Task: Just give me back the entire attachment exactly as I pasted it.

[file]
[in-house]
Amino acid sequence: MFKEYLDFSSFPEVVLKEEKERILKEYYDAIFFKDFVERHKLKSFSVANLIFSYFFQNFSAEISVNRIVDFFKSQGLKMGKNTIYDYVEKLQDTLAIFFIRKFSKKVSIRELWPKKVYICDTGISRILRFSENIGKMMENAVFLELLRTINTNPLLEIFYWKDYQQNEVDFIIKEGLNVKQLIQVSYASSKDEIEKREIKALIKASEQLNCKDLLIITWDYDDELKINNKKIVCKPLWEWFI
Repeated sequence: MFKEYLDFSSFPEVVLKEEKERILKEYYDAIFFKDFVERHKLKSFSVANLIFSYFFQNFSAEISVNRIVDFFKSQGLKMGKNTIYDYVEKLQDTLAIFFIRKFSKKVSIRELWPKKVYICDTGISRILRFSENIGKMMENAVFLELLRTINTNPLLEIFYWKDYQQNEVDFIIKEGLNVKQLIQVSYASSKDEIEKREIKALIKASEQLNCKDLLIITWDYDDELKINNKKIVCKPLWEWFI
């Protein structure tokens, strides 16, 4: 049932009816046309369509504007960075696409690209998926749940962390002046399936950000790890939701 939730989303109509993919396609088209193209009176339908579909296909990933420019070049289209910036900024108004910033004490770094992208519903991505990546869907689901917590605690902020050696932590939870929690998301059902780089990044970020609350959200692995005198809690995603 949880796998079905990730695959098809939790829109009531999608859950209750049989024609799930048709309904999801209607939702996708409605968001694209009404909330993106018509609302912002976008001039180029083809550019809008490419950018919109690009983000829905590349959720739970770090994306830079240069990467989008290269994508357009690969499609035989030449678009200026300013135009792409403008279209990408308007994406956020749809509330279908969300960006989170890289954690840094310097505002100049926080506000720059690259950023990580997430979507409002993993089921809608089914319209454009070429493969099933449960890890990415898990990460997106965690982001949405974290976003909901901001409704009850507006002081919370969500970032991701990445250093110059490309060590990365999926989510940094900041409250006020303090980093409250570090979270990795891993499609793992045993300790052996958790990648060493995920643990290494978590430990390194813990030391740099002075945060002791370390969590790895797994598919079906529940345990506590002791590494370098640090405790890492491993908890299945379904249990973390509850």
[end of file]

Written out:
[in-house]
Amino acid sequence: MFKEYLDFSSFPEVVLKEEKERILKEYYDAIFFKDFVERHKLKSFSVANLIFSYFFQNFSAEISVNRIVDFFKSQGLKMGKNTIYDYVEKLQDTLAIFFIRKFSKKVSIRELWPKKVYICDTGISRILRFSENIGKMMENAVFLELLRTINTNPLLEIFYWKDYQQNEVDFIIKEGLNVKQLIQVSYASSKDEIEKREIKALIKASEQLNCKDLLIITWDYDDELKINNKKIVCKPLWEWFI
Repeated sequence: MFKEYLDFSSFPEVVLKEEKERILKEYYDAIFFKDFVERHKLKSFSVANLIFSYFFQNFSAEISVNRIVDFFKSQGLKMGKNTIYDYVEKLQDTLAIFFIRKFSKKVSIRELWPKKVYICDTGISRILRFSENIGKMMENAVFLELLRTINTNPLLEIFYWKDYQQNEVDFIIKEGLNVKQLIQVSYASSKDEIEKREIKALIKASEQLNCKDLLIITWDYDDELKINNKKIVCKPLWEWFI
């Protein structure tokens, strides 16, 4: 049932009816046309369509504007960075696409690209998926749940962390002046399936950000790890939701 939730989303109509993919396609088209193209009176339908579909296909990933420019070049289209910036900024108004910033004490770094992208519903991505990546869907689901917590605690902020050696932590939870929690998301059902780089990044970020609350959200692995005198809690995603 949880796998079905990730695959098809939790829109009531999608859950209750049989024609799930048709309904999801209607939702996708409605968001694209009404909330993106018509609302912002976008001039180029083809550019809008490419950018919109690009983000829905590349959720739970770090994306830079240069990467989008290269994508357009690969499609035989030449678009200026300013135009792409403008279209990408308007994406956020749809509330279908969300960006989170890289954690840094310097505002100049926080506000720059690259950023990580997430979507409002993993089921809608089914319209454009070429493969099933449960890890990415898990990460997106965690982001949405974290976003909901901001409704009850507006002081919370969500970032991701990445250093110059490309060590990365999926989510940094900041409250006020303090980093409250570090979270990795891993499609793992045993300790052996958790990648060493995920643990290494978590430990390194813990030391740099002075945060002791370390969590790895797994598919079906529940345990506590002791590494370098640090405790890492491993908890299945379904249990973390509850």